These first quartets of Haydn seem to us sadly feeble in the present day; thero is not enough flesh to cover the skeleton, and the joints are terribly awkward; but there is the unmistakeable infant quartet, and certainly not more clumsy and unpromising than the human infant. The due proportions are all there too—in fact, there are 5 movements instead of 4, Haydn usually writing two minuets to these early works. In the course of his long life and incessant practice in symphonic composition, Haydn made vast progress, so that the later quartets (op. 71, etc.) begin to show, in the lower parts, some of the boldness which had before been only allowed to the 1st violin. 83 quartets of Haydn are catalogued and printed, while of the 93 of his contemporary Boccherini, scarcely one survives.
Mozart, with his splendid genius for polyphony as well as melody, at once opened up a new world. In the set of 6 dedicated to Haydn we notice, besides the development in form, the development of the idea, which it has only been given to Beethoven fully to carry out—the making each part of equal interest and importance. Theoretically, in a perfect quartet, whether vocal or instrumental, there should be no 'principal part.' The six quartets just spoken of were so far in advance of their time, as to be considered on all sides as 'hideous stuff.' In our time we find little that is startling in them, except perhaps the famous opening of No 6, which will always sound harsh from the false relations in the 2nd and 4th bars.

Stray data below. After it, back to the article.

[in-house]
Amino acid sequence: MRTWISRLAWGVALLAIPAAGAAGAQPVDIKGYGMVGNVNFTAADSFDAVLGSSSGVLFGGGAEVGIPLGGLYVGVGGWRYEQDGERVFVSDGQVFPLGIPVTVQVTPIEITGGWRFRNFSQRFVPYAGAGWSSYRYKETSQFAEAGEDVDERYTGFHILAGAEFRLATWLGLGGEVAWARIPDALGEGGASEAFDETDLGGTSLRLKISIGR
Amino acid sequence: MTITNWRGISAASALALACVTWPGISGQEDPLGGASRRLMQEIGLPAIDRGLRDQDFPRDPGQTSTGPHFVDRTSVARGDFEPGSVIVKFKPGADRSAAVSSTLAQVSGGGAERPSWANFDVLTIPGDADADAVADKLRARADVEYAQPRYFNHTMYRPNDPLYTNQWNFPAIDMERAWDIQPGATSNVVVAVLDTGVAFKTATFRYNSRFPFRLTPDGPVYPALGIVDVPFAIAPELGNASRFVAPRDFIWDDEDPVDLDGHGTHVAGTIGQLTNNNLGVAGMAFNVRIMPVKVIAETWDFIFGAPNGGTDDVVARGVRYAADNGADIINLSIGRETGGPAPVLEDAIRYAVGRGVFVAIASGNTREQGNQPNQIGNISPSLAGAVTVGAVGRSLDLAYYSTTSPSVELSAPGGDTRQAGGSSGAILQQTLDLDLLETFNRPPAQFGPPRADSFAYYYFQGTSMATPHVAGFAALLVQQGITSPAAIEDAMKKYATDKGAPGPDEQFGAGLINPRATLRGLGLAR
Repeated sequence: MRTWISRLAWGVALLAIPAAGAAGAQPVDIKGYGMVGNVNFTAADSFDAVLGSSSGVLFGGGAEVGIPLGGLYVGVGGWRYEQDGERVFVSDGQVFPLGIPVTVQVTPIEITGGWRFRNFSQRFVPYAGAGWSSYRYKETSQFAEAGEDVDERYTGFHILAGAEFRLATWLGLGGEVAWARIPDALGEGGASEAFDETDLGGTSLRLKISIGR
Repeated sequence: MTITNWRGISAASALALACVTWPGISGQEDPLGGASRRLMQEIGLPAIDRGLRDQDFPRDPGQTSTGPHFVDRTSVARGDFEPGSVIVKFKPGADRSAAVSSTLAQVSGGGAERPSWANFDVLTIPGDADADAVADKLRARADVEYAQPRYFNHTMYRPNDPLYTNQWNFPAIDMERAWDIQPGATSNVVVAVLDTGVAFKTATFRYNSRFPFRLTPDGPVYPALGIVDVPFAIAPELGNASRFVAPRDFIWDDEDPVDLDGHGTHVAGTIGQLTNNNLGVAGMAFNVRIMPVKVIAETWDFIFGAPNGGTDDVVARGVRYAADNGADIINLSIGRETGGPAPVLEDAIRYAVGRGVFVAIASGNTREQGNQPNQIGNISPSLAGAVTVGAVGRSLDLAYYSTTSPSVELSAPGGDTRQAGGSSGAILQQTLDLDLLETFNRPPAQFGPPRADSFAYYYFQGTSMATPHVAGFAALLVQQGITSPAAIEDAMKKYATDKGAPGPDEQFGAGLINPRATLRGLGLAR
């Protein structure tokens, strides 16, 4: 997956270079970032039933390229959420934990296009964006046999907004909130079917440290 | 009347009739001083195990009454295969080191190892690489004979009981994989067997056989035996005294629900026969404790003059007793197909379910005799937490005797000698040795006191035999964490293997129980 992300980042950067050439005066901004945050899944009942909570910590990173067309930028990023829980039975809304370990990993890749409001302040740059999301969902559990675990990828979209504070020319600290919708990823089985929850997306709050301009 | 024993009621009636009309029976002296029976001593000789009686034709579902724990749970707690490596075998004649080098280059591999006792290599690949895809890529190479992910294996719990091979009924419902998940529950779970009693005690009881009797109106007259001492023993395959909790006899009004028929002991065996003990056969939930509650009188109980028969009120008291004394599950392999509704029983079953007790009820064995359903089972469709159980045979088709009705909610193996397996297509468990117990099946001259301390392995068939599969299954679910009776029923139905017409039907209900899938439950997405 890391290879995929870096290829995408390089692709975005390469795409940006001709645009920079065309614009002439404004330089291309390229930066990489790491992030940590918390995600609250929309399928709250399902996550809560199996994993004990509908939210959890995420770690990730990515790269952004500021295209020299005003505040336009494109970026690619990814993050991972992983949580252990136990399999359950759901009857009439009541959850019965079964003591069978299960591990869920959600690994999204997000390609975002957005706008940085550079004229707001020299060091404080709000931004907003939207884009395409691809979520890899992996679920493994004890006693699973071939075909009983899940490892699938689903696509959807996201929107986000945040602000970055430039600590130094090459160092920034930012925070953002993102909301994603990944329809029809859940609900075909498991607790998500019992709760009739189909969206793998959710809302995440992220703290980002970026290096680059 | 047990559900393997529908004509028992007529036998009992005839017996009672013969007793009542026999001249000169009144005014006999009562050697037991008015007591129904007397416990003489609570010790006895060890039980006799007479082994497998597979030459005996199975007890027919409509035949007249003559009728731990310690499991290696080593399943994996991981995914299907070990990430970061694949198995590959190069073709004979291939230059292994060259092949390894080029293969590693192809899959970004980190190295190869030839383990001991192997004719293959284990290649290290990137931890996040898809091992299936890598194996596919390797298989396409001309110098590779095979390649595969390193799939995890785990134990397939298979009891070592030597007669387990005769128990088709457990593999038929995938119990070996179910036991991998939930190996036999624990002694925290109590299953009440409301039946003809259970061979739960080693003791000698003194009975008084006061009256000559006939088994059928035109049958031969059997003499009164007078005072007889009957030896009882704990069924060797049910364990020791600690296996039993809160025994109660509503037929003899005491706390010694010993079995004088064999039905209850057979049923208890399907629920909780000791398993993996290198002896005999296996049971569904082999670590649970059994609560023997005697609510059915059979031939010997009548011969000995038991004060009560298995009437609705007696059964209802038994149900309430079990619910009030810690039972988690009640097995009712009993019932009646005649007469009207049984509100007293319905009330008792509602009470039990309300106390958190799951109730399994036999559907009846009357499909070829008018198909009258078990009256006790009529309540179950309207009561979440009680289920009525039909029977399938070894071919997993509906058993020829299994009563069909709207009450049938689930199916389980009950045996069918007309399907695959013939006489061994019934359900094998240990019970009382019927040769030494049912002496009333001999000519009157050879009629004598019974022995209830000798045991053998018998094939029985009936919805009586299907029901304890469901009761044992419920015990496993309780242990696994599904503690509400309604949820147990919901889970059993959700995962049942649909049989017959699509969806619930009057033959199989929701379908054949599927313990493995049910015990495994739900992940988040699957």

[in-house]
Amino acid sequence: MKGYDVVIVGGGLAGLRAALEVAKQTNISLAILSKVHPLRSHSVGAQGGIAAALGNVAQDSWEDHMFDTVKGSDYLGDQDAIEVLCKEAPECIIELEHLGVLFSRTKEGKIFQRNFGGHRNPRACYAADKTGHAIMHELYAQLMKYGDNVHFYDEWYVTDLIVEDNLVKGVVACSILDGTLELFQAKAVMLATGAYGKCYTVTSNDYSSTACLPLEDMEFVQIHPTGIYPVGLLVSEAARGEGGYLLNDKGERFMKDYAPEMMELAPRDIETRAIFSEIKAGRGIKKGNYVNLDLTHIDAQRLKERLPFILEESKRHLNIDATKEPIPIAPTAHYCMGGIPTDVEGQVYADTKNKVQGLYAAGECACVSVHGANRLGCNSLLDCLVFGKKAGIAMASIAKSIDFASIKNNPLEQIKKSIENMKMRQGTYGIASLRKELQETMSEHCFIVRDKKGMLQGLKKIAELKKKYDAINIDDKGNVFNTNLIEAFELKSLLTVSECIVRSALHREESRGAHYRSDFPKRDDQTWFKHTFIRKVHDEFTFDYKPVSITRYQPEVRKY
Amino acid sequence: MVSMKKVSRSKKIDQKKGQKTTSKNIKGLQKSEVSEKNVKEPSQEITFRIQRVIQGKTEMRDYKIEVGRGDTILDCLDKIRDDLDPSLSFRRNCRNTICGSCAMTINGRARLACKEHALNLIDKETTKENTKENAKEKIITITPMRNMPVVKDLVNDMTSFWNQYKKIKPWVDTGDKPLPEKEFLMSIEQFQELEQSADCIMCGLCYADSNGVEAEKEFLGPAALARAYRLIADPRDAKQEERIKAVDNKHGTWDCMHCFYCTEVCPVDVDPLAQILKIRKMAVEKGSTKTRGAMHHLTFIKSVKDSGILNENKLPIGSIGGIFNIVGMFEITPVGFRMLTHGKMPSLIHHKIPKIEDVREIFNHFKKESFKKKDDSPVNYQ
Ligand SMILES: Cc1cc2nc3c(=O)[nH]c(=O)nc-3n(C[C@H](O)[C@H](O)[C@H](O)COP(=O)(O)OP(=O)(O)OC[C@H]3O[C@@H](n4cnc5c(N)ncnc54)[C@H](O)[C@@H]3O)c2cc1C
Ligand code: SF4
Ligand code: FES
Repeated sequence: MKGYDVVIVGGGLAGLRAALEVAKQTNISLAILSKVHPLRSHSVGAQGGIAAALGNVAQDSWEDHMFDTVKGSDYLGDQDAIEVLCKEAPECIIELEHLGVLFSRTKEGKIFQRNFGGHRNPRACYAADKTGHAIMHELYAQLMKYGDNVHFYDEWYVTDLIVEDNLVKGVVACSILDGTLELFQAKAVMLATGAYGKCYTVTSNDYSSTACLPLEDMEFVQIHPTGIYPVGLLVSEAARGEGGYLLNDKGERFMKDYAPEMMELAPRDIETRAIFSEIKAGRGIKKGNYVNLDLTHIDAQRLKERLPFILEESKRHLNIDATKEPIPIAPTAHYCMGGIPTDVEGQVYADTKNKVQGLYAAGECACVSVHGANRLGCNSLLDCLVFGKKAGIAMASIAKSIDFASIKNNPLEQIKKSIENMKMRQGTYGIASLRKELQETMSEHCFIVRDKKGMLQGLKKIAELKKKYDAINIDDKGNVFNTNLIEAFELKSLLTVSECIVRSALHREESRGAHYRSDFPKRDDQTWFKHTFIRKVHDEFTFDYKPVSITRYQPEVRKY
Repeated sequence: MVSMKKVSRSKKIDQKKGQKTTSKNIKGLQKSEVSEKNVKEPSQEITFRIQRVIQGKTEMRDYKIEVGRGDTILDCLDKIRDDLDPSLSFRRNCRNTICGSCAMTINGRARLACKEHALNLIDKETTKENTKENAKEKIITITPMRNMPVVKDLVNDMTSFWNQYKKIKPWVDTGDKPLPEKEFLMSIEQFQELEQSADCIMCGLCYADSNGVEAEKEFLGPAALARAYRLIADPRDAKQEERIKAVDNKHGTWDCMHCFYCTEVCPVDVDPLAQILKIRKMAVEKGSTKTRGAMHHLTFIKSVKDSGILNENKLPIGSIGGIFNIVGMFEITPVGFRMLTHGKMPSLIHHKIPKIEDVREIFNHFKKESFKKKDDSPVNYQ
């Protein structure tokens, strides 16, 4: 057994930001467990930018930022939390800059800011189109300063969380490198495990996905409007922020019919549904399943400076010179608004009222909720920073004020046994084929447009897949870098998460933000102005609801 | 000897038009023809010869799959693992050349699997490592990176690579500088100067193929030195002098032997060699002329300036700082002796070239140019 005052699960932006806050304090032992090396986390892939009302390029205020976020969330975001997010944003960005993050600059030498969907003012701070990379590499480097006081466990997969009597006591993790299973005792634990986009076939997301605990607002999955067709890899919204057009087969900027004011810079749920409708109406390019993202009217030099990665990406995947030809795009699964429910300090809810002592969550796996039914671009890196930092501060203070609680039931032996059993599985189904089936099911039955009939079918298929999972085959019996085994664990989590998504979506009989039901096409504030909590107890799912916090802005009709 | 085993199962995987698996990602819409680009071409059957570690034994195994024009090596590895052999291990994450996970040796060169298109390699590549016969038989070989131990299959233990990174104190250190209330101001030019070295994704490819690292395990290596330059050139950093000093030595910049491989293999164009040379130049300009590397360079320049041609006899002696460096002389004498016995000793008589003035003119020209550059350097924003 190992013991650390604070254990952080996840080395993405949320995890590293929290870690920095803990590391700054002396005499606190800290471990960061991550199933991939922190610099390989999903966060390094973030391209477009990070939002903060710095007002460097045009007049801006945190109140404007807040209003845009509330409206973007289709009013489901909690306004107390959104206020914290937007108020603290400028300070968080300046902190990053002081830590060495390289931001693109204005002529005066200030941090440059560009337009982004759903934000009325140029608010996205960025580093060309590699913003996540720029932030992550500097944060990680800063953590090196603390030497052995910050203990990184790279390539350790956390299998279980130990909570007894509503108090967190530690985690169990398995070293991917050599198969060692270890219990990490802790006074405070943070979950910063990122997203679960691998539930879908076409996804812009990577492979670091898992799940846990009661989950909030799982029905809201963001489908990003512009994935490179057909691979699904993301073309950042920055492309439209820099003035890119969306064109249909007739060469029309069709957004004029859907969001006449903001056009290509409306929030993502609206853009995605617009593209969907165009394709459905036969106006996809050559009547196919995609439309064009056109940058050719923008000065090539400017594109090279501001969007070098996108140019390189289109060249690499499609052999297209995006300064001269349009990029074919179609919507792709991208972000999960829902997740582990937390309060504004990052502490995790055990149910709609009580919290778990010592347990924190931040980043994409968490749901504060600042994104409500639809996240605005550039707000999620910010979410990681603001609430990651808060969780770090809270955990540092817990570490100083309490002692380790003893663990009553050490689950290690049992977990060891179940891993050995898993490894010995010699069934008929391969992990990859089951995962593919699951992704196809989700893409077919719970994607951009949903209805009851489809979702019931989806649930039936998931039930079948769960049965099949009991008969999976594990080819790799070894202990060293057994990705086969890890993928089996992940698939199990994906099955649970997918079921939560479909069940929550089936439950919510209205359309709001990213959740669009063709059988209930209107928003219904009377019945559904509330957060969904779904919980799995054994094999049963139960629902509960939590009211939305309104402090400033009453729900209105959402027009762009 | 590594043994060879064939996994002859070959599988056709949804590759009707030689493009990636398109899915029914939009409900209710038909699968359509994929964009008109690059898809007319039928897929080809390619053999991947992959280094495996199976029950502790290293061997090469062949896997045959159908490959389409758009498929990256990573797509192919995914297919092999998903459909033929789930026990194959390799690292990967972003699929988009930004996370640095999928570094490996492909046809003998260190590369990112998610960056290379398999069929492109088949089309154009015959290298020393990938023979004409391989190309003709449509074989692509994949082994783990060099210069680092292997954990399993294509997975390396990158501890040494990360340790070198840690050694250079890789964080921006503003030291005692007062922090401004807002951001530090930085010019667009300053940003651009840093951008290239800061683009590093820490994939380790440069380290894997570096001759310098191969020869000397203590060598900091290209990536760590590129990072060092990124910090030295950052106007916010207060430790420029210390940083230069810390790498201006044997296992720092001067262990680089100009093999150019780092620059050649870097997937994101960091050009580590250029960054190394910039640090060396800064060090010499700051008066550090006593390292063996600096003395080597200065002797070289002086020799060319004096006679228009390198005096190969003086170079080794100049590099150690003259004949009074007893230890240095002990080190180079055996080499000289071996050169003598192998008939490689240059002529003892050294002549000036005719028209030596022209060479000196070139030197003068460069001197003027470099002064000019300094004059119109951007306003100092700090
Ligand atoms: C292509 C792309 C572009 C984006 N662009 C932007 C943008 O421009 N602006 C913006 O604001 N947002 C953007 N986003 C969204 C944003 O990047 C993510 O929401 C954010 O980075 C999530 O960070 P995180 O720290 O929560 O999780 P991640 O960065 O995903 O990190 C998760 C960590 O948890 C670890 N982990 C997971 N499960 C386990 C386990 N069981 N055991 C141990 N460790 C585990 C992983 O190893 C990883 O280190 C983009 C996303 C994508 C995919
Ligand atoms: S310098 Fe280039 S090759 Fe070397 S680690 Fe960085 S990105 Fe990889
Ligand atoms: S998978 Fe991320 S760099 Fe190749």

Mozart's 26 quartets all live, the 6 dedicated to Haydn, and the last 3 composed for the King of Prussia, being immortal.
It is not our province here to speak of the growth of the symphonic form as exhibited in the string quartet, this subject having been already discussed under Form, but rather to notice the extraordinary development of the art of part-writing, and the manner in which the most elaborate compositions have been constructed with such apparently inadequate materials. In these points the quartets of Beethoven so far eclipse all others that we might confine our attention exclusively to them. In the very first (op. 18, No. 1) the phrase
of the 1st movement is delivered so impartially to each of the four players, as though to see what each can make of it, that we feel them to be on an equality never before attained to. If the 1st violin has fine running passages, those of the 2nd violin and viola are not a whit inferior. Does the 1st violin sing a celestial adagio, the cello is not put off with mere bass notes to mark the time. All four participate equally in the merriment of the scherzo and the dash of the finale. This much strikes one in the earlier quartets, but later, when such writing as the following—selected at random—is frequent,
we find that we are no longer listening to four voices disposed so as to sound together harmoniously, but that we are being shown the outline,